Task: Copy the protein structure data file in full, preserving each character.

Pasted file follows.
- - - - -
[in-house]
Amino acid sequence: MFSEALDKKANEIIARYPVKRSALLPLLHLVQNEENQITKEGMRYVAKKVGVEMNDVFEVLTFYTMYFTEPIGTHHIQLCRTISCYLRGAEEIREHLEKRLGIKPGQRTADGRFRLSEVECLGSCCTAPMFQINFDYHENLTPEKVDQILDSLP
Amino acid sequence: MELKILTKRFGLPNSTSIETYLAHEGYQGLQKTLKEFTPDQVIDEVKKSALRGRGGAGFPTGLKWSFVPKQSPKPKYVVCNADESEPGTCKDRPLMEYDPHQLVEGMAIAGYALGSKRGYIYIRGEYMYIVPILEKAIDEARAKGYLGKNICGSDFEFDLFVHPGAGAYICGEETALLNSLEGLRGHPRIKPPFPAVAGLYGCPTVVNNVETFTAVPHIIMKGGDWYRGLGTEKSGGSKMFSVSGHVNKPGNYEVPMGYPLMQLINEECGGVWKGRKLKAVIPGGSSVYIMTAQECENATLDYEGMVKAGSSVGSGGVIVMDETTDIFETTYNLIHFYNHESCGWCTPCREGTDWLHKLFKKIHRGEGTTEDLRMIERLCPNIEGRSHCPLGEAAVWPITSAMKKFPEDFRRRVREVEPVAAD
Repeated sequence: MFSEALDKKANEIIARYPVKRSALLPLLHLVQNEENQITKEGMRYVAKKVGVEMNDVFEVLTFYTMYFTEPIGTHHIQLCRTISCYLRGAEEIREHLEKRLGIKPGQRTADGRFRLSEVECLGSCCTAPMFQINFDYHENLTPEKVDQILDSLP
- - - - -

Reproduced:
[in-house]
Amino acid sequence: MFSEALDKKANEIIARYPVKRSALLPLLHLVQNEENQITKEGMRYVAKKVGVEMNDVFEVLTFYTMYFTEPIGTHHIQLCRTISCYLRGAEEIREHLEKRLGIKPGQRTADGRFRLSEVECLGSCCTAPMFQINFDYHENLTPEKVDQILDSLP
Amino acid sequence: MELKILTKRFGLPNSTSIETYLAHEGYQGLQKTLKEFTPDQVIDEVKKSALRGRGGAGFPTGLKWSFVPKQSPKPKYVVCNADESEPGTCKDRPLMEYDPHQLVEGMAIAGYALGSKRGYIYIRGEYMYIVPILEKAIDEARAKGYLGKNICGSDFEFDLFVHPGAGAYICGEETALLNSLEGLRGHPRIKPPFPAVAGLYGCPTVVNNVETFTAVPHIIMKGGDWYRGLGTEKSGGSKMFSVSGHVNKPGNYEVPMGYPLMQLINEECGGVWKGRKLKAVIPGGSSVYIMTAQECENATLDYEGMVKAGSSVGSGGVIVMDETTDIFETTYNLIHFYNHESCGWCTPCREGTDWLHKLFKKIHRGEGTTEDLRMIERLCPNIEGRSHCPLGEAAVWPITSAMKKFPEDFRRRVREVEPVAAD
Repeated sequence: MFSEALDKKANEIIARYPVKRSALLPLLHLVQNEENQITKEGMRYVAKKVGVEMNDVFEVLTFYTMYFTEPIGTHHIQLCRTISCYLRGAEEIREHLEKRLGIKPGQRTADGRFRLSEVECLGSCCTAPMFQINFDYHENLTPEKVDQILDSLP